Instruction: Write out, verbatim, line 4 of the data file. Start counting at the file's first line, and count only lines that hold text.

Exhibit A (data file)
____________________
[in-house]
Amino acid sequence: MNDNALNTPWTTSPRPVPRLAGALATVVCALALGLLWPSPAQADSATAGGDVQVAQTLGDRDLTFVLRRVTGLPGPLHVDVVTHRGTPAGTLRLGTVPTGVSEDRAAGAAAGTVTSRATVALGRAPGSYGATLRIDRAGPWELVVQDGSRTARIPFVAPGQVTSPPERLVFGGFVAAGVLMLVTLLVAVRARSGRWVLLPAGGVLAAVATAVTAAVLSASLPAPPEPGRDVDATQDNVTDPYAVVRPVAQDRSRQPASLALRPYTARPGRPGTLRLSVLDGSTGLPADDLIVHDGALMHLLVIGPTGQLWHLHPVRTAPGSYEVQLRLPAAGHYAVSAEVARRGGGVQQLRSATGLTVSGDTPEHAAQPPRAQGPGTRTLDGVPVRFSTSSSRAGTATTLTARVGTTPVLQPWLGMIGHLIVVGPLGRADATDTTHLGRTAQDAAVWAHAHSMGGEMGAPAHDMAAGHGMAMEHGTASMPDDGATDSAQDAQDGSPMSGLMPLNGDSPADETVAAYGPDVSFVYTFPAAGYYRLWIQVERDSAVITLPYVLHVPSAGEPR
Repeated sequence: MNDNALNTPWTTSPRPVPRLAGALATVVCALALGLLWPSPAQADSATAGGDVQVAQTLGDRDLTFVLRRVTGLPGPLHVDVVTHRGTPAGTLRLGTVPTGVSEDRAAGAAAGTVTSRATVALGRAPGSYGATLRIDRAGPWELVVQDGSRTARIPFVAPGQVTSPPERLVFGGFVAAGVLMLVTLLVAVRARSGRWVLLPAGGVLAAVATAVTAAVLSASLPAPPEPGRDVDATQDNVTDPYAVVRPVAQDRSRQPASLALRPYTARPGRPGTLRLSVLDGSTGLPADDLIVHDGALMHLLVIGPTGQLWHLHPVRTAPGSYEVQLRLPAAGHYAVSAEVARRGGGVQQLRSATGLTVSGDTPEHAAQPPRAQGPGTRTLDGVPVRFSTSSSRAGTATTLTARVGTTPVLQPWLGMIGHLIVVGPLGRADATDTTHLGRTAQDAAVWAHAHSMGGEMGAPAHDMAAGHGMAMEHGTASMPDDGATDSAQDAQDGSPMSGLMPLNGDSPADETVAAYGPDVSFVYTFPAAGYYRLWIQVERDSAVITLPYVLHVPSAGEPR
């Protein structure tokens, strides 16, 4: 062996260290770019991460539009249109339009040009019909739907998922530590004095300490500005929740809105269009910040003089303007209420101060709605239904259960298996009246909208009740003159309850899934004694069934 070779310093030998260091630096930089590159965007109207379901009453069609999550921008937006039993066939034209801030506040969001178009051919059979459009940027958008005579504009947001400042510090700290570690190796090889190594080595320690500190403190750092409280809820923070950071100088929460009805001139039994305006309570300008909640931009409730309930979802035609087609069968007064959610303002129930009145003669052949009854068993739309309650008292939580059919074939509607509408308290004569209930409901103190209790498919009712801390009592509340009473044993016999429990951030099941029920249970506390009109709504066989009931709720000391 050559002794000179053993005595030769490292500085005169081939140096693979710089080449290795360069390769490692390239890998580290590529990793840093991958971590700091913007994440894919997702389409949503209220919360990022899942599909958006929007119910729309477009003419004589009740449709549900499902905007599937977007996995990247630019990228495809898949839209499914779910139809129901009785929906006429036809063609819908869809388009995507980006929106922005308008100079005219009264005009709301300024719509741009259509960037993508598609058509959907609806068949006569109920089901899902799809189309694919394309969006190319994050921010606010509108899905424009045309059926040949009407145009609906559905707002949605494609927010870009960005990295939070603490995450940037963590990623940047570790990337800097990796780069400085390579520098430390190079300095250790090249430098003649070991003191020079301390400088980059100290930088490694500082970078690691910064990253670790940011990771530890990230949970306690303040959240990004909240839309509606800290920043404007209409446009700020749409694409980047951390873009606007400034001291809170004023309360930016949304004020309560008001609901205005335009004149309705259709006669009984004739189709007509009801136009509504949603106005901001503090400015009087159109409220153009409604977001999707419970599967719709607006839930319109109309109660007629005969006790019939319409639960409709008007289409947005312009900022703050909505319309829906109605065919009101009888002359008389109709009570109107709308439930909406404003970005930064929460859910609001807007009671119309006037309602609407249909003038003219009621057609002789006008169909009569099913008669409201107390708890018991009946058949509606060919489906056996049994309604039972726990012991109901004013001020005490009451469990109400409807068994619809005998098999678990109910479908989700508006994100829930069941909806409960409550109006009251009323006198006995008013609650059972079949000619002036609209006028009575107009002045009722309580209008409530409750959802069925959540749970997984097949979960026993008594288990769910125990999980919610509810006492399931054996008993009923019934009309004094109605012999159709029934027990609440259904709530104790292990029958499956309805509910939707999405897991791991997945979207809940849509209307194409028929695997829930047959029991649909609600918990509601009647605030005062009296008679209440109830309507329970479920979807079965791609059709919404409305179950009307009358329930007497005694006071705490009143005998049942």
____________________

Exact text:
């Protein structure tokens, strides 16, 4: 062996260290770019991460539009249109339009040009019909739907998922530590004095300490500005929740809105269009910040003089303007209420101060709605239904259960298996009246909208009740003159309850899934004694069934 070779310093030998260091630096930089590159965007109207379901009453069609999550921008937006039993066939034209801030506040969001178009051919059979459009940027958008005579504009947001400042510090700290570690190796090889190594080595320690500190403190750092409280809820923070950071100088929460009805001139039994305006309570300008909640931009409730309930979802035609087609069968007064959610303002129930009145003669052949009854068993739309309650008292939580059919074939509607509408308290004569209930409901103190209790498919009712801390009592509340009473044993016999429990951030099941029920249970506390009109709504066989009931709720000391 050559002794000179053993005595030769490292500085005169081939140096693979710089080449290795360069390769490692390239890998580290590529990793840093991958971590700091913007994440894919997702389409949503209220919360990022899942599909958006929007119910729309477009003419004589009740449709549900499902905007599937977007996995990247630019990228495809898949839209499914779910139809129901009785929906006429036809063609819908869809388009995507980006929106922005308008100079005219009264005009709301300024719509741009259509960037993508598609058509959907609806068949006569109920089901899902799809189309694919394309969006190319994050921010606010509108899905424009045309059926040949009407145009609906559905707002949605494609927010870009960005990295939070603490995450940037963590990623940047570790990337800097990796780069400085390579520098430390190079300095250790090249430098003649070991003191020079301390400088980059100290930088490694500082970078690691910064990253670790940011990771530890990230949970306690303040959240990004909240839309509606800290920043404007209409446009700020749409694409980047951390873009606007400034001291809170004023309360930016949304004020309560008001609901205005335009004149309705259709006669009984004739189709007509009801136009509504949603106005901001503090400015009087159109409220153009409604977001999707419970599967719709607006839930319109109309109660007629005969006790019939319409639960409709008007289409947005312009900022703050909505319309829906109605065919009101009888002359008389109709009570109107709308439930909406404003970005930064929460859910609001807007009671119309006037309602609407249909003038003219009621057609002789006008169909009569099913008669409201107390708890018991009946058949509606060919489906056996049994309604039972726990012991109901004013001020005490009451469990109400409807068994619809005998098999678990109910479908989700508006994100829930069941909806409960409550109006009251009323006198006995008013609650059972079949000619002036609209006028009575107009002045009722309580209008409530409750959802069925959540749970997984097949979960026993008594288990769910125990999980919610509810006492399931054996008993009923019934009309004094109605012999159709029934027990609440259904709530104790292990029958499956309805509910939707999405897991791991997945979207809940849509209307194409028929695997829930047959029991649909609600918990509601009647605030005062009296008679209440109830309507329970479920979807079965791609059709919404409305179950009307009358329930007497005694006071705490009143005998049942």